The overall technical and procedural success rates were 83.1% and 72.6%, respectively. High-risk patients compared with moderate-risk patients had similar rates of technical success (84.7% vs. 80.8%), whereas procedural success was lower in the high-risk group than in the moderate-risk group (69.4% vs. 76.9%). Post-procedural implantation of permanent pacemakers due to atrioventricular conduction abnormalities was required for 26.2% of all patients.
Follow-up availability was 99.2% (125 of 126) at 30 days and 87.3% (110 of 126) at 2 years. The overall MACCE rate at 30 days amounted to 26.4%, with an all-cause mortality of 15.2% and a rate of stroke of 9.6% (Table 2). At 2 years, the overall MACCE rate increased to 47.4%, with a significantly higher MACCE rate in the high-risk inoperable group (69.4%) compared with the moderate-risk group (40.3%) (Fig. 1). All-cause mortality increased from the 30-day to 2-year follow-up period from 15.2% to 38.1% in the overall population, with a significant difference between the moderate- and high-risk groups (27.8% vs. 45.8%, p = 0.04) (Fig. 2). Cardiac mortality rates at 2 years were similar among patients of the moderate- and high-risk operable groups (18.5% vs. 17.6%) (Fig. 3).
Comparing baseline and 30-day echocardiographic follow-up data, there was a significant reduction of the mean transvalvular gradient from 46.8 ± 15.9 mm Hg to 8.5 ± 4.0 mm Hg in the overall population, with similar results in all subgroups (Fig. 4). The hemodynamic status remained essentially unchanged between the 30-day and 2-year follow-up period, with a mean pressure gradient of 9.0 ± 3.4 mm Hg at 2 years. Aortic regurgitation of any kind was present in 58% of patients at baseline compared with 41% and 37% at 30 days and 2 years after the intervention, respectively. There was no severe aortic regurgitation (3+/4+) at any time (Fig. 5). There was no report of structural valve deterioration, frame fractures, or valve migrations up to 2 years, and only 1 case of endocarditis.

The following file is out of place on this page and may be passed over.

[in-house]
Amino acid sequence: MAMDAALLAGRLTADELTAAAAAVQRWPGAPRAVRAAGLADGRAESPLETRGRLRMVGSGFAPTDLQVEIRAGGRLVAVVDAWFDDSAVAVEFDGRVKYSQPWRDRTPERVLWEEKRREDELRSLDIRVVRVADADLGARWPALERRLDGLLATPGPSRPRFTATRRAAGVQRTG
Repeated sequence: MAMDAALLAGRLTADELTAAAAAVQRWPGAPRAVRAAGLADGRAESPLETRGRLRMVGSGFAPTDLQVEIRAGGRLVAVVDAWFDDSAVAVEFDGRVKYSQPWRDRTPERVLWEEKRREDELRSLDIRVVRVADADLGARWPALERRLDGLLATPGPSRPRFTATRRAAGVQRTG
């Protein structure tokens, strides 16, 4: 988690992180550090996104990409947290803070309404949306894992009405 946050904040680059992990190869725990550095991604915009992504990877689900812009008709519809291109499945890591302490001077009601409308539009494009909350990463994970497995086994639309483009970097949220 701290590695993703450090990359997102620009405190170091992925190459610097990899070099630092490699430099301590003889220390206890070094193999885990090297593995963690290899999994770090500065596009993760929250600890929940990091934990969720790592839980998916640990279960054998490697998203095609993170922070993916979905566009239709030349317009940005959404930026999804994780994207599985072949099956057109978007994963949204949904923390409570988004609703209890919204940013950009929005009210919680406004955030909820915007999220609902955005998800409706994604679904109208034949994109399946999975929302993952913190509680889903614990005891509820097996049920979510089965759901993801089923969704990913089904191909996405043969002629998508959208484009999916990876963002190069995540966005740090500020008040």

Figure 6 shows the change in clinical status based on the NYHA functional classification at various times for the overall population as well as for the subgroups compared with the baseline status. At 30 days, 80% of all patients with technical success improved by at least 1 NYHA level, 15% remained unchanged, and 5% worsened. This clinical improvement was apparent in all subgroups, with the greatest benefit among patients in the high-risk groups. At 2 years, 74% of patients still reported functional improvement, 16% reported the same status as before the intervention, and 10% had worsened.
This study provides evidence of the durability of both the safety and the efficacy of TAVI using the self-expanding Medtronic CoreValve prosthesis for the treatment of patients with severe aortic valve stenosis. Two years after implantation and independent of pre-procedural risk features, there was no evidence of structural valve deterioration or significant changes of the hemodynamic status of the prostheses. There was only 1 case of prosthetic valve endocarditis at 2 years of follow-up (0.8% = 0.4% annual risk), which is well within the range of surgical series of bioprosthetic aortic valve replacement, with a reported annual risk of approximately 0.6% (8). Accordingly, technical performance of the device appears to be durable so far.
The procedural success rate of only 73% compared with reported rates of 90% to 97% in more recent studies (2,5–7,9) is related to learning phase factors as well as a very conservative definition used in this study requiring MACCE-free in-hospital survival, without which the technical success rate was 83%. Similarly, the 30-day mortality rate of 15.2% in this study appears to be high in the light of more recent TAVI studies, which report 30-day mortality rates of 6% to 10% (5–7,9). In addition to the learning curve issues and various improvements described, that might be related to a tendency to treat patients with less comorbidity today than in the early phase of TAVI, as is reflected in this paper.